Navigating the new Normal Successfully with NTT
In just a little over a year, NTT Ltd. has come about from a merger of 31 companies over 70 countries, bringing together 40,000 people from brands such as NTT Communications, Dimension Data, DTSI, Emerio, NTT Security and Training Partners into one company. What a year this has been!
Henrick Choo, CEO, Malaysia for NTT Ltd, takes on the challenge of elucidating NTT’s offering in the midst of this new pandemic normal and how the company will meet the remainder of the year head-on in Malaysia and beyond, for its clients.
Synergies and remote working
With the integration of NTT Ltd.’s companies, the company has created a global technology services provider that delivers a full breadth of industry-leading products, solutions and Managed Services that address clients’ business needs. On top of that, NTT Ltd. in Malaysia will benefit from NTT’s innovation centre in Japan as well as being able to make use of its full partnership network. The company chalks the success of phasing-in vis-à-vis different cultures and operations to the fact that all parties understand the vision of the integrated companies and see the upside of it. Furthermore, it actively promotes a diverse and inclusive culture in order to produce great products and solutions for its clients.
Notwithstanding, Covid-19 has interrupted virtually every business, forcing many companies to shift priorities and investments. Seemingly overnight, we are living in a “new normal”, with most of us working remotely. However, Henrick views this as becoming the accelerator for one of the greatest workplace transformations of our lifetime.
Following the SARS epidemic in 2003, NTT has worked with numerous analysts and consultants to implement its own business continuity model in the event of a pandemic. These processes have been tested to the full over the last quarter. The key question was whether business-critical functions could continue with over 90% of employees working from home.
Henrick surmises that NTT was able to implement these processes by increasing the use of its platforms and adopting automation to deliver services. Platforms are immune to Covid-19; people aren’t. This approach allowed the group to move over 95-percent of centrally delivered support functions to home working solutions within a two-week period, across the globe. Remote working has definitely changed processes that they are normally used to.
Decision making and employee engagement are all happening virtually. Virtual fatigue is a term that many employees are resonating with. It therefore becomes important to ensure that there is clear and effective communication to employees, that they are well engaged and that there are other activities for them to look forward to during the day.
Fifth data centre in Malaysia
NTT Ltd. has planned for a fifth data centre at the NTT Cyberjaya Campus in Malaysia (CBJ5) before the pandemic. It is forging ahead with the data centre, which is due for completion by end 2020. CBJ5 boasts a Tier 4 ready, compact and modular design, to provide clients with a flexible and scalable power and cooling solution. It is designed to meet the requirements of hyperscalers and high-end enterprises, especially those that require solid power management capabilities. In addition, CBJ5 is able to accommodate progressive power increments and cooling of up to 10kW/rack. This is revolutionary as it will allow NTT clients to maximise the power resources in their chosen data centre. NTT also have a mature network community coupled with Cloud infrastructure service. With that, the data exchange in its DC campus is in block of Terabytes and Gigabit per seconds in speed.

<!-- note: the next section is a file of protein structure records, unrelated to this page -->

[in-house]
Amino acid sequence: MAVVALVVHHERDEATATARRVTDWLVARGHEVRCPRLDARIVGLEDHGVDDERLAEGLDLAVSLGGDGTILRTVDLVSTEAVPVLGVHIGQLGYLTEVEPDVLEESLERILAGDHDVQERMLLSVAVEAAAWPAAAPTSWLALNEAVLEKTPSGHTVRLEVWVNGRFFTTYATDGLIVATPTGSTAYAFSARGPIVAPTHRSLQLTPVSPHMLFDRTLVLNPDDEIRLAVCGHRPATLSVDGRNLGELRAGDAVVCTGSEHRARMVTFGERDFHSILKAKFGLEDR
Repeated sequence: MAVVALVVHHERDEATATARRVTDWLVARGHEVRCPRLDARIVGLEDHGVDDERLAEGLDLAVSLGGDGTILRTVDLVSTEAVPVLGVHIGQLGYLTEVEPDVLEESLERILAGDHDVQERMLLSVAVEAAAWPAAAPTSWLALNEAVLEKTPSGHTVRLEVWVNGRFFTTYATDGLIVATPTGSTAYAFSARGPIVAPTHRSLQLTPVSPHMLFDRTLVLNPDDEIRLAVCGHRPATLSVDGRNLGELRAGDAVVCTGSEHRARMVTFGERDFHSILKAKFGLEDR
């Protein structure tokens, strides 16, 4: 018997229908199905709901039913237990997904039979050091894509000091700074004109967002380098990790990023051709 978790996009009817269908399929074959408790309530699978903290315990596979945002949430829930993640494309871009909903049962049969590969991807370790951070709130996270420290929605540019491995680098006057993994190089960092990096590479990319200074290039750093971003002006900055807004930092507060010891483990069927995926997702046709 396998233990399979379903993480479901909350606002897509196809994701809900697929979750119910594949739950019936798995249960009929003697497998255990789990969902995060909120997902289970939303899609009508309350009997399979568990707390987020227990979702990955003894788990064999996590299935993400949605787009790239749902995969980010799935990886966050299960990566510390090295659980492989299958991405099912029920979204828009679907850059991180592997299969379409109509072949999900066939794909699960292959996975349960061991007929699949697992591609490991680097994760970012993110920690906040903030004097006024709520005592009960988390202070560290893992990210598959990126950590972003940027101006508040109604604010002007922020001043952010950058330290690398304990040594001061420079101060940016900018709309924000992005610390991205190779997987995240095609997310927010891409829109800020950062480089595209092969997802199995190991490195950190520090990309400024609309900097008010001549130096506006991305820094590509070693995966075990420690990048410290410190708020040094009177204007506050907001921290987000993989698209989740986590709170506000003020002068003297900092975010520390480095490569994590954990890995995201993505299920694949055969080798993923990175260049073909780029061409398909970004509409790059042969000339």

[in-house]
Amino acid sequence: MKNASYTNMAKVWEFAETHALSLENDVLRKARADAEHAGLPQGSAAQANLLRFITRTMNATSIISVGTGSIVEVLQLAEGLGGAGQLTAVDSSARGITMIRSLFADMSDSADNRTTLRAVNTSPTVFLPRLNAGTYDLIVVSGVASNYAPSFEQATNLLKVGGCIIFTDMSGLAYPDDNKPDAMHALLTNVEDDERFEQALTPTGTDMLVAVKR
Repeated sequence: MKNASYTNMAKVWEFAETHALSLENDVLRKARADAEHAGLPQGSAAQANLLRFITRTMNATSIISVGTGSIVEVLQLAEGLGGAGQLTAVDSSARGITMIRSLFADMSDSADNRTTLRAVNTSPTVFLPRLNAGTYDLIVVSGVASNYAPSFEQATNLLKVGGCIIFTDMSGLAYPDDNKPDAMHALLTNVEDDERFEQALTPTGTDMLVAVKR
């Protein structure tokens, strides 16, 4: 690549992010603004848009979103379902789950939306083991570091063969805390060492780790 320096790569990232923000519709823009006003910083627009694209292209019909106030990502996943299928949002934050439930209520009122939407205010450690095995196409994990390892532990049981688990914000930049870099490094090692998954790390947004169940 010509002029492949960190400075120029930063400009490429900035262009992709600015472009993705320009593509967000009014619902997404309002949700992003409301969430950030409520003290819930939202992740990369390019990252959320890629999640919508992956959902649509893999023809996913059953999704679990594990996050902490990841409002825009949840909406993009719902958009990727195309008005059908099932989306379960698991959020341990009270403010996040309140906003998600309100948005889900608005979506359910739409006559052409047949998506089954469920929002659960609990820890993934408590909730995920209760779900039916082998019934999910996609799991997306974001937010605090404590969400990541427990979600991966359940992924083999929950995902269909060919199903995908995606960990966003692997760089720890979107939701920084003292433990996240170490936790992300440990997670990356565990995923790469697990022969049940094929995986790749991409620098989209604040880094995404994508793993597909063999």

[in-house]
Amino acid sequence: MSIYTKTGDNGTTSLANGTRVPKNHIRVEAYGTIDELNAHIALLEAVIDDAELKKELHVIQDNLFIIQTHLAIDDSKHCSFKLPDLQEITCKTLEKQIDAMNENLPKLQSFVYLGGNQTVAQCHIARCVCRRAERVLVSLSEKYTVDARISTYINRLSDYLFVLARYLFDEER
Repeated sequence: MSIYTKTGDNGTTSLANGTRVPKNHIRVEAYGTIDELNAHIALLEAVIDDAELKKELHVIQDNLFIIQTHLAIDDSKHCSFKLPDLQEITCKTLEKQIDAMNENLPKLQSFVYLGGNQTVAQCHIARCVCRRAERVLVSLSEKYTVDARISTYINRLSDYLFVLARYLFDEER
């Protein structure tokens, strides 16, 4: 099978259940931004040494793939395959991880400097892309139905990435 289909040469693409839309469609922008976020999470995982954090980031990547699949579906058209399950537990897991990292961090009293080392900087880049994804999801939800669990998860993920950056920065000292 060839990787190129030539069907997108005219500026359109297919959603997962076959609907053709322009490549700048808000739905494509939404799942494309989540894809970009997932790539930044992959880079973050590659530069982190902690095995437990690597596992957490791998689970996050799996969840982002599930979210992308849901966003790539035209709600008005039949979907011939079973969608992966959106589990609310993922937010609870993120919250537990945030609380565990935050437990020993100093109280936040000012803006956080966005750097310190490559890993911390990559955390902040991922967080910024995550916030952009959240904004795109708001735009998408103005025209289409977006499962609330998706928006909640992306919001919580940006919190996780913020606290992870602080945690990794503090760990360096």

One step ahead in a 5G world
Inadvertently, cyberattacks are happening in the midst of this pandemic – what more, at machine speed, not human speed – especially with the development of 5G. 5G involves reviewing rules applied in filtering out malicious network traffic as the current rules used might not recognise the subtleties of the highly customised traffic possible with 5G. In addition, the explosion of Internet of Things (IoT) devices could also present difficulties for security statistics that have been used to monitor human subscribers – as opposed to machine subscribers (IoT devices). Thus, with increasing IoT devices being connected, it is crucial that these devices are also being monitored and secured as part of security enforcement.
In its 2020 Global Threat Intelligence Report (GTIR), NTT reveals that despite efforts by organisations to layer up their cyber defences, attackers are continuing to innovate faster than ever before and automate their attacks. In fact, attackers are leveraging artificial intelligence, machine learning and investing in automation. According to its report, 21% of malware detected was in the form of a vulnerability scanner, which supports the premise that automation is a key focus point of attackers.
Due to that, NTT does not even talk about proactive security to clients anymore; instead it has pivoted to predictive security, which it believes will become essential for delivering an active cyber defence. As businesses move applications to multi-cloud environments and with an increase in remote working, remote access and consumption of voice and video services, organisations’ network and security infrastructure are under incredible pressure. To keep up, organisations will need the help of machines.
This enables organisations to predict when an attack is going to happen – and fast. Using 5G machine learning can also help generate a new baseline that would in turn identify what would be acceptable network traffic, and help reduce pressure on security personnel or experts in the enterprise. Embedding this level of intelligence into infrastructure and applications should therefore become a top priority for businesses when 5G comes around.
NTT’s solution in overcoming pandemic work challenges